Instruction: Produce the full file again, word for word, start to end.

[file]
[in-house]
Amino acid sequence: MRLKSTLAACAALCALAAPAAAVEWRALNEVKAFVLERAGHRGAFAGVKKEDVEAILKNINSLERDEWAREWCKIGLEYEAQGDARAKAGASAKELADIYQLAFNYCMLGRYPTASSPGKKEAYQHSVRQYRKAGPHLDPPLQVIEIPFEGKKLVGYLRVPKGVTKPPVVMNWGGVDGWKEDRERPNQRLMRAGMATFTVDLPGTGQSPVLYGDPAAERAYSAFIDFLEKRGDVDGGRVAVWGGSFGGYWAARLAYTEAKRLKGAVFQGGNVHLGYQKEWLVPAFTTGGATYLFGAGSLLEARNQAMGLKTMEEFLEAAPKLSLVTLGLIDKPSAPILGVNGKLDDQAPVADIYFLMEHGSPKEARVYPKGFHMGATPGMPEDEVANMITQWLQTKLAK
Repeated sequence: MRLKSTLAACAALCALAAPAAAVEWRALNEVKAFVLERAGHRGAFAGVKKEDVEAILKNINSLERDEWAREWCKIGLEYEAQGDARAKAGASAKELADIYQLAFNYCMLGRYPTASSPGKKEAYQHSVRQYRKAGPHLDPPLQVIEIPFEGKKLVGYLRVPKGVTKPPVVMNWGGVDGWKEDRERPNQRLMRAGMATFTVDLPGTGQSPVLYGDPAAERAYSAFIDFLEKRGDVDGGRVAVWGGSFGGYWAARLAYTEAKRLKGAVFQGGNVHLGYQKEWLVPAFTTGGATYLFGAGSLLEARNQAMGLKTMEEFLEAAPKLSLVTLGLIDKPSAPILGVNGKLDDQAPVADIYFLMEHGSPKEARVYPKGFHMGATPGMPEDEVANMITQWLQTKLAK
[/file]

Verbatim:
[in-house]
Amino acid sequence: MRLKSTLAACAALCALAAPAAAVEWRALNEVKAFVLERAGHRGAFAGVKKEDVEAILKNINSLERDEWAREWCKIGLEYEAQGDARAKAGASAKELADIYQLAFNYCMLGRYPTASSPGKKEAYQHSVRQYRKAGPHLDPPLQVIEIPFEGKKLVGYLRVPKGVTKPPVVMNWGGVDGWKEDRERPNQRLMRAGMATFTVDLPGTGQSPVLYGDPAAERAYSAFIDFLEKRGDVDGGRVAVWGGSFGGYWAARLAYTEAKRLKGAVFQGGNVHLGYQKEWLVPAFTTGGATYLFGAGSLLEARNQAMGLKTMEEFLEAAPKLSLVTLGLIDKPSAPILGVNGKLDDQAPVADIYFLMEHGSPKEARVYPKGFHMGATPGMPEDEVANMITQWLQTKLAK
Repeated sequence: MRLKSTLAACAALCALAAPAAAVEWRALNEVKAFVLERAGHRGAFAGVKKEDVEAILKNINSLERDEWAREWCKIGLEYEAQGDARAKAGASAKELADIYQLAFNYCMLGRYPTASSPGKKEAYQHSVRQYRKAGPHLDPPLQVIEIPFEGKKLVGYLRVPKGVTKPPVVMNWGGVDGWKEDRERPNQRLMRAGMATFTVDLPGTGQSPVLYGDPAAERAYSAFIDFLEKRGDVDGGRVAVWGGSFGGYWAARLAYTEAKRLKGAVFQGGNVHLGYQKEWLVPAFTTGGATYLFGAGSLLEARNQAMGLKTMEEFLEAAPKLSLVTLGLIDKPSAPILGVNGKLDDQAPVADIYFLMEHGSPKEARVYPKGFHMGATPGMPEDEVANMITQWLQTKLAK